i come from you.
November 24, 2009 § Leave a comment
what i find interesting about this article from the new york times is that the expulsion of jews from jerusalem acts as a central origin myth not only in popular jewish culture, but also in the founding documents of the state israel. how in this contemporary age one of the most entrenched and politically significant conflicts/occupations is in part based upon an inaccurate myth. the power of the ‘origin myth’.
what are the origin myths that i tell myself? origins of africa, middle passage, slavery, underground railroad, redemption songs. how accurate or comprehensive is that myth?
who doesnt it include? my native ancestry? my white ancestry? why not?
and why do i tell my story this way? is it not just as accurate to say that i come from the stars? i come from a womb? i come from lucy?
The Israeli Declaration of Independence states: “After being forcibly exiled from their Land, the People kept faith with it throughout their Dispersion and never ceased to pray and hope for their return to it.”
also how conversion actually played a huge role in the maintaining and re creating the jewish culture/folk. have been thinking a lot about marge piercey’s book that i read this summer. woman out of time. and how in the future, one’s culture was not based on genetics, but on the culture that you felt called to participate/be a member of. so then culture identification was not linked with skin color, hair texture, and other physical characteristics. it seems to me that this has been the way of maintaining cultures throughout histories much more than i have thought. what does it mean to be trans-cultural? can we convert/revert from one culture to another? and what is the difference between a respectful conversion and the many oppressive forms of cultural appropriation?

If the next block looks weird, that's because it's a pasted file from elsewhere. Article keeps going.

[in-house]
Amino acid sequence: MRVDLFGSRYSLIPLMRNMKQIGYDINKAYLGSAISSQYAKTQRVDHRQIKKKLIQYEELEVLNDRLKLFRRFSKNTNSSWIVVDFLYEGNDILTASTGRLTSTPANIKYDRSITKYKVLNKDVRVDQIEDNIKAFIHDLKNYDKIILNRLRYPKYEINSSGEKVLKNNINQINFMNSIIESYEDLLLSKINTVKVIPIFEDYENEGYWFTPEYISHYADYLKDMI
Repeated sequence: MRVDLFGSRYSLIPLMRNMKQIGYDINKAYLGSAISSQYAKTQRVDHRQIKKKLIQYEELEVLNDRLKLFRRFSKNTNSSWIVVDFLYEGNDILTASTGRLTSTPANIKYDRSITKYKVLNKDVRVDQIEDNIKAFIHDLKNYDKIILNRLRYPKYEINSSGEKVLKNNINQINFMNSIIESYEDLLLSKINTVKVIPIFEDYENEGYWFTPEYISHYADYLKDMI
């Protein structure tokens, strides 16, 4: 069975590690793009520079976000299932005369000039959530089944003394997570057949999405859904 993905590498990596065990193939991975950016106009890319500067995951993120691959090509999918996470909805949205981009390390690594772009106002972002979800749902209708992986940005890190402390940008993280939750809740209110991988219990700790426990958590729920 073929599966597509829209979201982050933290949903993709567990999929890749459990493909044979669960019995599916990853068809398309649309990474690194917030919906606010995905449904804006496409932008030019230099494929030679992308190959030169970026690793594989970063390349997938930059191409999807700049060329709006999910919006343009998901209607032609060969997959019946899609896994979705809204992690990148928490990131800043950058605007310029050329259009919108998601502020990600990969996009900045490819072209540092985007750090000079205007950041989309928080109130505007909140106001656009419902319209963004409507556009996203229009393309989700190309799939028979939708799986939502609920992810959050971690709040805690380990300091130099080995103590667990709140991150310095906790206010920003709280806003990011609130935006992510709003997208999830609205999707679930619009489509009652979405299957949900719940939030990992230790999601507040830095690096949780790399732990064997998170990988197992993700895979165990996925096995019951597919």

Despite the fragmented and incomplete historical record, experts pretty much agree that some popular beliefs about Jewish history simply don’t hold up: there was no sudden expulsion of all Jews from Jerusalem in A.D. 70, for instance. What’s more, modern Jews owe their ancestry as much to converts from the first millennium and early Middle Ages as to the Jews of antiquity.
Other theories, like the notion that many of today’s Palestinians can legitimately claim to be descended from the ancient Jews, are familiar and serious subjects of study, even if no definitive answer yet exists.
and how political power is highly invested in what origin myths we believe about ourselves…
Consider, for instance, Professor Sand’s assertion that Palestinian Arab villagers are descended from the original Jewish farmers. Nearly a century ago, early Zionists and Arab nationalists touted the blood relationship as the basis of a potential alliance in their respective struggles for independence. Israel’s first prime minister, David Ben-Gurion, and Yitzhak Ben Zvi, Israel’s longest-serving president, made this very argument in a book they wrote together in 1918. The next year, Emir Feisal, who organized the Arab revolt against the Ottoman empire and tried to create a united Arab nation, signed a cooperation agreement with the Zionist leader Chaim Weizmann that declared the two were “mindful of the racial kinship and ancient bonds existing between the Arabs and the Jewish people.”
what is the political power of my origin myth? and in whose interests is my origin myth?